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Some Real Tips for Healthy School Lunches

Some Real Tips for Healthy School Lunches

As I’ve written about on this blog before, I am a big fan of Eatocracy. So I was tremendously disappointed with a recent post they had that ostensibly was supposed to offer tips about how to make time for healthy school lunches.  And it turns out I wasn’t the only one. Many of those who commented on the post shared what I thought — there were no actual tips in the article. Well, there was one tip — and it’s one I already do: use dinner leftovers for school lunch. But I’ll go one better — when serving dinner, put out the thermos, bento box, or whatever container you will pack your child’s lunch in, out on the counter or table as well, and just fill it as if it were an additional plate. That will actually save time.  Another comment in the blog post made me wonder if the author actually has any children. He says it’s “better and cheaper” to pack kids a homemade lunch then let them buy cafeteria food. First, a cafeteria lunch in this country can typically be had for roughly $2, and that includes milk.  In some parts of the country you’ll blow 75% of that $2 budget just on the fruits and vegetables in the lunch — and that’s presuming you don’t go organic. But rather than just complain about an article I didn’t find helpful, I thought I’d try my best to offer tips to save time and pack a healthful school lunch. I welcome yours as well.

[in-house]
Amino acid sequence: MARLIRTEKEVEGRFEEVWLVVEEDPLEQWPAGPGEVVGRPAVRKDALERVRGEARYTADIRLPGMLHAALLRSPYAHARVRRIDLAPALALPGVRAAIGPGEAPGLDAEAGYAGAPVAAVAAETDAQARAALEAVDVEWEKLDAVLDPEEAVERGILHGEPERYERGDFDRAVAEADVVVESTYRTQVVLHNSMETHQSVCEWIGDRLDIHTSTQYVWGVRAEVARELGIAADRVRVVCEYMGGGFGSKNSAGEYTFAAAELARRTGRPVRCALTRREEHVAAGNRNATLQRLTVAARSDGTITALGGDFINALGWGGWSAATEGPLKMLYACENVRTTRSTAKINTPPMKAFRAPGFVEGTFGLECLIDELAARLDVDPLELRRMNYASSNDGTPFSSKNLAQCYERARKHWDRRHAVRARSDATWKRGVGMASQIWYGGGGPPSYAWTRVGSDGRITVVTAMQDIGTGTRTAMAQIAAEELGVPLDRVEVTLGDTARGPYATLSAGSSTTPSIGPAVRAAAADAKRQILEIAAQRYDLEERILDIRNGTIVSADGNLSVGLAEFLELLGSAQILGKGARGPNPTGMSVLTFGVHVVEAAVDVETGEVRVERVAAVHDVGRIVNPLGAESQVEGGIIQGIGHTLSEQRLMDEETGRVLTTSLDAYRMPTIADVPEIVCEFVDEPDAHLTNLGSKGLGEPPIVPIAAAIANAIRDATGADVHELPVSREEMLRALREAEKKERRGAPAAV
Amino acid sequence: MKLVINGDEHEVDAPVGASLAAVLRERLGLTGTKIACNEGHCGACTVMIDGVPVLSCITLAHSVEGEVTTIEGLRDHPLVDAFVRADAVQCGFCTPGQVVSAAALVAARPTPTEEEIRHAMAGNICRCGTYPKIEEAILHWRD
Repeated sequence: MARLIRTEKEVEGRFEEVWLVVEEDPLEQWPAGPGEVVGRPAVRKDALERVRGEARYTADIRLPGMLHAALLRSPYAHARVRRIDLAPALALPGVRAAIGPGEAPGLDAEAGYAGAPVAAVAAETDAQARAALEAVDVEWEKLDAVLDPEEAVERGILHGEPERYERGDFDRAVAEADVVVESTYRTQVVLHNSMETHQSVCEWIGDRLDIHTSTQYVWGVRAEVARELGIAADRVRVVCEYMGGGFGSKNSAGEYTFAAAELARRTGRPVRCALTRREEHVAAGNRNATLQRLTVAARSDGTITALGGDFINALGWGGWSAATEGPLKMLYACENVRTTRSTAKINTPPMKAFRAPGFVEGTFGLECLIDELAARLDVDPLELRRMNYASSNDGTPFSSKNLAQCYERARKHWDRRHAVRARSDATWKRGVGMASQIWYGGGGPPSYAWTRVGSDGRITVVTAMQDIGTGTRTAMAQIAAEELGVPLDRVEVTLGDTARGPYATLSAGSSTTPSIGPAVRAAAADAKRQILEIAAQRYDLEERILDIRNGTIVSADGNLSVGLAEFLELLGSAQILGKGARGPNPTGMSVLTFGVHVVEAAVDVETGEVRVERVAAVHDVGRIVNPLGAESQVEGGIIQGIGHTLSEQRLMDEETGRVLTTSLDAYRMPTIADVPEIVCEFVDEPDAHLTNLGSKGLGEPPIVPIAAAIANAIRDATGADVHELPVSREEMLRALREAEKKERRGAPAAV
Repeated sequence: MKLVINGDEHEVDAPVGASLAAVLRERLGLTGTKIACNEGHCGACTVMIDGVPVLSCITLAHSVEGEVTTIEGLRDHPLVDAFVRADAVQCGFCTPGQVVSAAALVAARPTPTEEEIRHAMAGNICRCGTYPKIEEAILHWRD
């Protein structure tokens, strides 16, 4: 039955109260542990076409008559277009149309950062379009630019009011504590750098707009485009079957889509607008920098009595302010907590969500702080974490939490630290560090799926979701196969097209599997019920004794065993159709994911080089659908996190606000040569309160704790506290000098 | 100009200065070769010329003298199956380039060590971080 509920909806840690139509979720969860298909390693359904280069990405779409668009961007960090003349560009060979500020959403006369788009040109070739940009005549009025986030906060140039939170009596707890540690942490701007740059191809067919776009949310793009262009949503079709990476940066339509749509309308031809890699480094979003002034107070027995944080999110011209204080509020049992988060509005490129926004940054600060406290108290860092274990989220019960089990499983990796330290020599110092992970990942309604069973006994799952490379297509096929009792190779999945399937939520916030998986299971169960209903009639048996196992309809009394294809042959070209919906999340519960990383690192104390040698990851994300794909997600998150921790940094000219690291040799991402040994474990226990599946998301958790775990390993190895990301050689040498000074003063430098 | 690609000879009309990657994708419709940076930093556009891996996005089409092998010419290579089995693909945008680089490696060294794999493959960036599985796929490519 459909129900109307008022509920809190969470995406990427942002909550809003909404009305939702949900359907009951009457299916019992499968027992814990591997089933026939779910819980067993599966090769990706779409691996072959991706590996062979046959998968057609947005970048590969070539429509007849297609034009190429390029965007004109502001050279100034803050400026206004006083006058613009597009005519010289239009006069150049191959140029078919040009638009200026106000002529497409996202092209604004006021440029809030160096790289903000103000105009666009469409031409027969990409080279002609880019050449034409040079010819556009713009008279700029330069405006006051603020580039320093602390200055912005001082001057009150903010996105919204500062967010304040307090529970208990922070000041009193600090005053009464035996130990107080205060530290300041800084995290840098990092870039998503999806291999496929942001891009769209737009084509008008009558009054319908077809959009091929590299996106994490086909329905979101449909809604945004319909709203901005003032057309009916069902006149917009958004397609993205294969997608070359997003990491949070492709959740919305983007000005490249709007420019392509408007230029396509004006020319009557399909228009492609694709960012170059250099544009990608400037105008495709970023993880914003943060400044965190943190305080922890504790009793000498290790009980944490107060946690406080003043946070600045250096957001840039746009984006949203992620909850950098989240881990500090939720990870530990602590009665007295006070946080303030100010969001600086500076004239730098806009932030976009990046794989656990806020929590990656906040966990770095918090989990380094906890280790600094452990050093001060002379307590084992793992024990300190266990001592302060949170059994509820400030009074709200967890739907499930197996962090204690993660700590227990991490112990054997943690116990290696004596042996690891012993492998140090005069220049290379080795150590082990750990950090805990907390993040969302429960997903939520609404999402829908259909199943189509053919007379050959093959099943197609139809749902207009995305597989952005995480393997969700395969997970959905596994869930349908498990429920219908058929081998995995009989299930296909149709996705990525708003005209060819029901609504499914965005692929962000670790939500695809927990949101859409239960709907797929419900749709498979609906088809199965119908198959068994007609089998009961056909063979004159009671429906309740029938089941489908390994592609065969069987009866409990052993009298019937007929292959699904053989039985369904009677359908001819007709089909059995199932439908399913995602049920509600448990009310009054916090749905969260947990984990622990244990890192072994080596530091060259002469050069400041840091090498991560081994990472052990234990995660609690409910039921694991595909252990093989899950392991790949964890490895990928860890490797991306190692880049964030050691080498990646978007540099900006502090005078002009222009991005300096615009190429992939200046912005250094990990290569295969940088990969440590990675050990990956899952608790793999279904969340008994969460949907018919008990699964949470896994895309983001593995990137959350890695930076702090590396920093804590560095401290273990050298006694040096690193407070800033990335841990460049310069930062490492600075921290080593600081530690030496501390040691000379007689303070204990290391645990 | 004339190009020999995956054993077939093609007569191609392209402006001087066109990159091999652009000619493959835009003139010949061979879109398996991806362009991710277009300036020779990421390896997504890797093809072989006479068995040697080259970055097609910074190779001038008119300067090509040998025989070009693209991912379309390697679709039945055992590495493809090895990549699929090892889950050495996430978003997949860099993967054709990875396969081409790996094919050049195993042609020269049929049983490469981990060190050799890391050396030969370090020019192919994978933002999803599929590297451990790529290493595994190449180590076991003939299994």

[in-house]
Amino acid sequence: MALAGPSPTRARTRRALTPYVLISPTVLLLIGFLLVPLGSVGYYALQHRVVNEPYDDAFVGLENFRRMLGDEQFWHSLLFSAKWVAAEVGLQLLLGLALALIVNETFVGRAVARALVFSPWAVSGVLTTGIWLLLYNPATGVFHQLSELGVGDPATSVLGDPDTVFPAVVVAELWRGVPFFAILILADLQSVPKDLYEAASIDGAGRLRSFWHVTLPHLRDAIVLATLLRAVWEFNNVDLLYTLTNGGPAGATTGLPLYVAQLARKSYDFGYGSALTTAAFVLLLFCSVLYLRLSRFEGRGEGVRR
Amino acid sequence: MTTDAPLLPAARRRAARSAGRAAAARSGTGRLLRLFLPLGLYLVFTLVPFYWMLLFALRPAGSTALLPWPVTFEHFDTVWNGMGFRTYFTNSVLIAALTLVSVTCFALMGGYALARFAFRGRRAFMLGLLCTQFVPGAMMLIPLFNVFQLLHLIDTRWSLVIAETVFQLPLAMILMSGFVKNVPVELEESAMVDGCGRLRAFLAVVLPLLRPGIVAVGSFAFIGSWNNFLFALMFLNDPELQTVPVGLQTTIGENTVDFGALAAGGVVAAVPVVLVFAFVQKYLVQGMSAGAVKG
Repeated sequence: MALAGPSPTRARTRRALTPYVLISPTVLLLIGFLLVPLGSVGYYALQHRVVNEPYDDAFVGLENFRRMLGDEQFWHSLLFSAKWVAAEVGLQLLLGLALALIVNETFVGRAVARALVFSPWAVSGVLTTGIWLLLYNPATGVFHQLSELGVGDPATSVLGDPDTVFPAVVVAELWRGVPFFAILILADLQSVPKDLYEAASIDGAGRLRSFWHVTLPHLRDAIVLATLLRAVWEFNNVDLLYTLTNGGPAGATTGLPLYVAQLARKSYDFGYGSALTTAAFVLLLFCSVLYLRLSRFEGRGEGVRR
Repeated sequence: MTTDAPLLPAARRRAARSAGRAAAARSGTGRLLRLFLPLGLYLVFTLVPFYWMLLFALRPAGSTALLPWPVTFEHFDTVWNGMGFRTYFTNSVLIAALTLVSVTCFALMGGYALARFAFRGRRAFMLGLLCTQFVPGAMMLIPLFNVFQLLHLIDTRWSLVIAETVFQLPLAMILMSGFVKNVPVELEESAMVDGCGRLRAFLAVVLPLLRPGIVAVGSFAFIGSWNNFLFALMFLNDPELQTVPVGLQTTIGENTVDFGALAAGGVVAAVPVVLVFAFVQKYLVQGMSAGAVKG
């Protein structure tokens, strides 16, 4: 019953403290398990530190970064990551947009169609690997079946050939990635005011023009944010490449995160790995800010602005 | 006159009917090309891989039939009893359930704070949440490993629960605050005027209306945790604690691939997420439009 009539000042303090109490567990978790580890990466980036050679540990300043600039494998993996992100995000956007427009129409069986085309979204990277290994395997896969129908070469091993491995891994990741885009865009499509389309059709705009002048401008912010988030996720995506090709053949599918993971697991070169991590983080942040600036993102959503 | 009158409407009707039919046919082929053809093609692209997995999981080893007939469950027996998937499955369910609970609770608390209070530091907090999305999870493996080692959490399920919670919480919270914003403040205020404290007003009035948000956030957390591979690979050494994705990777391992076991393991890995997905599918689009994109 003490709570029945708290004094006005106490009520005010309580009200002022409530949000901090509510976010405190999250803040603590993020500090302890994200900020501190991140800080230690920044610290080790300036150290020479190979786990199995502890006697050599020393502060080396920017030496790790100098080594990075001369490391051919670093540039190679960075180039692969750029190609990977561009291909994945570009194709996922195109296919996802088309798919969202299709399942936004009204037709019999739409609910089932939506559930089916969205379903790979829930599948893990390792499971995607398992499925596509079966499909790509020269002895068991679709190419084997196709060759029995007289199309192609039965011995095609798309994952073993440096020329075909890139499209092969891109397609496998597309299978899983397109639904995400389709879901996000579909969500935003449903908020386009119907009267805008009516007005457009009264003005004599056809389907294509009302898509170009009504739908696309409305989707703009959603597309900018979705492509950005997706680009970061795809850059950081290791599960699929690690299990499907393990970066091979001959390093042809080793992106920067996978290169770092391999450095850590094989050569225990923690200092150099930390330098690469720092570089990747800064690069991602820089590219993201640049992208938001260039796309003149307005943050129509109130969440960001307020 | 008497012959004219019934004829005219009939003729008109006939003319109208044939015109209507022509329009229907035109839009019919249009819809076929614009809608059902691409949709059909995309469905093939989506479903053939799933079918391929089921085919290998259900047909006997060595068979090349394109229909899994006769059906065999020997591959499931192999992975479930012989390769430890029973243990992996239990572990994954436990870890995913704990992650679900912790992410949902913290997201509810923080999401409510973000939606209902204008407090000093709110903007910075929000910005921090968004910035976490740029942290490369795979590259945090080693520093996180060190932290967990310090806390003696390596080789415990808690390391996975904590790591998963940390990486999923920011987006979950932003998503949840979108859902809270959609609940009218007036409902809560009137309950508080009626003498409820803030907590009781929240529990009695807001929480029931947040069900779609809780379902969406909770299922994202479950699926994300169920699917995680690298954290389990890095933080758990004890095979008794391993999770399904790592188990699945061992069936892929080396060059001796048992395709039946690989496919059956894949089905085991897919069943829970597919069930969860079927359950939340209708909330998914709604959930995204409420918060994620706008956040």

Preschool girl with lunch box

  • Pack frozen vegetables when fresh is not available. Frozen produce is often full of nutrients (as long as it’s not overcooked) because it’s typically picked at the height of ripeness. Put just the amount you want in a container and stash it in the fridge the night before to thaw. Zap it for a couple seconds in the microwave the morning of, if necessary.
  • Buy a variety of yogurts: smoothies, tubes, regular containers, to give the sense of variety while always ensuring that the calcium is there. Same goes for cheese sticks.
  • Use one of these thermoses that can go straight from the fridge to the microwave to the lunch bag. It’s a great time saver and keeps you from having to create a mess in the kitchen just to warm up leftovers first thing in the morning.
  • Don’t dismiss “dinner” foods as being unwelcome for lunch. Leftover steak, lean hamburgers, chicken, etc. take on a new life for many kids when served cold with a side of ketchup.
  • Pack apples, pears, berries, peaches, plums, nectarines, etc. that don’t require slicing or dicing.
  • If your child is over 3 years old, don’t bother hulling or slicing strawberries. They can eat around the leaves.
  • If pineapple (or cantaloupe or honeydew) is your kid’s favorite fruit, but you can’t deal with the peeling and coring and seeding, and your pocketbook allows, buy the pre-cored, pre-sliced containers in the produce section rather than the “packed in syrup” variety in the canned fruit section.
  • And one final tip: Trader Joe’s frozen foods. My condolences if you’re not fortunate enough to have a TJs nearby.

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